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Back to Work: Japan

Improving the Re-employment Prospects of Displaced Workers

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Job displacement (involuntary job loss due to firm closure or downsizing) affects many workers over the course of their working lives. Displaced workers may face long periods of unemployment and, even when they find new jobs, tend to be paid less and have fewer benefits than in the jobs they held prior to displacement. Helping displaced workers get back into good jobs quickly should be a key goal of labour market policy. This report is the second in a series of reports looking at how this challenge is being tackled in a number of OECD countries. It shows that Japanese employers and the government go to considerable lengths to avoid the displacement of regular workers while also providing considerable income and re-employment support to many of the workers whose jobs cannot be preserved. Challenges for labour market programmes include expanding labour market mobility between regular jobs, improving co-ordination between private and public re-employment assistance for displaced workers, and avoiding that job displacement pushes older workers to the margins of the labour market.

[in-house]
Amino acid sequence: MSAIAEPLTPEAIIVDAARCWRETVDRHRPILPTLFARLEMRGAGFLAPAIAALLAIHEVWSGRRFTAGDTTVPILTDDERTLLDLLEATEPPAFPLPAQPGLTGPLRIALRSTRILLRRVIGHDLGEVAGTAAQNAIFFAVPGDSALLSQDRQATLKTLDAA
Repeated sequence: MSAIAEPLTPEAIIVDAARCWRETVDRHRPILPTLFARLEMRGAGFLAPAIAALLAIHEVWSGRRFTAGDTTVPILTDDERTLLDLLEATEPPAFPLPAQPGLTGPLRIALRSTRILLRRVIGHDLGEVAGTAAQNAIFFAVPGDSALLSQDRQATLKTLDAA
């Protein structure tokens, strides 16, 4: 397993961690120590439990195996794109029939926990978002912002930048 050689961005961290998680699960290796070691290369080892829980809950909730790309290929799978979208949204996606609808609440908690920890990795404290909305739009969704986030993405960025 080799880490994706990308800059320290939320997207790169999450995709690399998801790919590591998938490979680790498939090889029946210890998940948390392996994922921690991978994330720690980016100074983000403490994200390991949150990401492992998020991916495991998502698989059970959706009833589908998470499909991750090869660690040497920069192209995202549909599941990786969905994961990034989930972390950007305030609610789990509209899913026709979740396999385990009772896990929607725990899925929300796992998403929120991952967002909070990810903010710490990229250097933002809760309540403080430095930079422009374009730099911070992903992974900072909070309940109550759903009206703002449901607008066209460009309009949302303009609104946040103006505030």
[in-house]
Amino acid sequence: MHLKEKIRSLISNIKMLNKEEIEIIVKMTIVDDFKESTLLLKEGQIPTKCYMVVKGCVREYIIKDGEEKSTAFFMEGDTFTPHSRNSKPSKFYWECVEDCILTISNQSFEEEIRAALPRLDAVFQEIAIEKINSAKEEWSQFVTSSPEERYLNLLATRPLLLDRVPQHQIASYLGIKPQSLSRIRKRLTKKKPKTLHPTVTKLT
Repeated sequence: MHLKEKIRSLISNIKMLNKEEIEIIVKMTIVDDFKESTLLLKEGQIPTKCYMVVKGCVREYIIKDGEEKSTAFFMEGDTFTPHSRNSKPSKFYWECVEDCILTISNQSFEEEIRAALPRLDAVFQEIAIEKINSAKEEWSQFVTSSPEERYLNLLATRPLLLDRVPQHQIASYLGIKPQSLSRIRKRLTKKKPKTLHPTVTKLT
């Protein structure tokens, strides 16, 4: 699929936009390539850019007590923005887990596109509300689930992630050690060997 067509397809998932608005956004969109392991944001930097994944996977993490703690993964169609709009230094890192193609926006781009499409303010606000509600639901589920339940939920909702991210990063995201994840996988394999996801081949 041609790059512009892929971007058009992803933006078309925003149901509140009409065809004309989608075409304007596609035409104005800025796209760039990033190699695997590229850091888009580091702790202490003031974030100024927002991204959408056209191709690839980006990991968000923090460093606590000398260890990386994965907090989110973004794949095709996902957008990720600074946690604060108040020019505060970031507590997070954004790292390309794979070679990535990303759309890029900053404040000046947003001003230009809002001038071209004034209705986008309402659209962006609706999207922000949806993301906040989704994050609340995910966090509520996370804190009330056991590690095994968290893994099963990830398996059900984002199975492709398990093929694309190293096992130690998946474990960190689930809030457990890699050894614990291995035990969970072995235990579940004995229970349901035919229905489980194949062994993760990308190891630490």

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Income support for displaced workers in Japan

A well-designed system of income support can minimise the hardship resulting from displacement without unduly dulling the incentive for job losers to move quickly back into jobs. This chapter examines the availability and the adequacy of income support for the displaced workers in Japan. The main source of public income support for displaced workers in Japan is Employment Insurance (EI) and this chapter assesses EI coverage and adequacy for different groups of displaced workers in detail. Other potential sources of public income support for displaced workers are shown to be relatively unimportant for this group. By contrast, private sources of income support are shown to play an important role in Japan for some displaced workers, particularly long-tenure employees in large firms who enrol involuntary early retirement plans.

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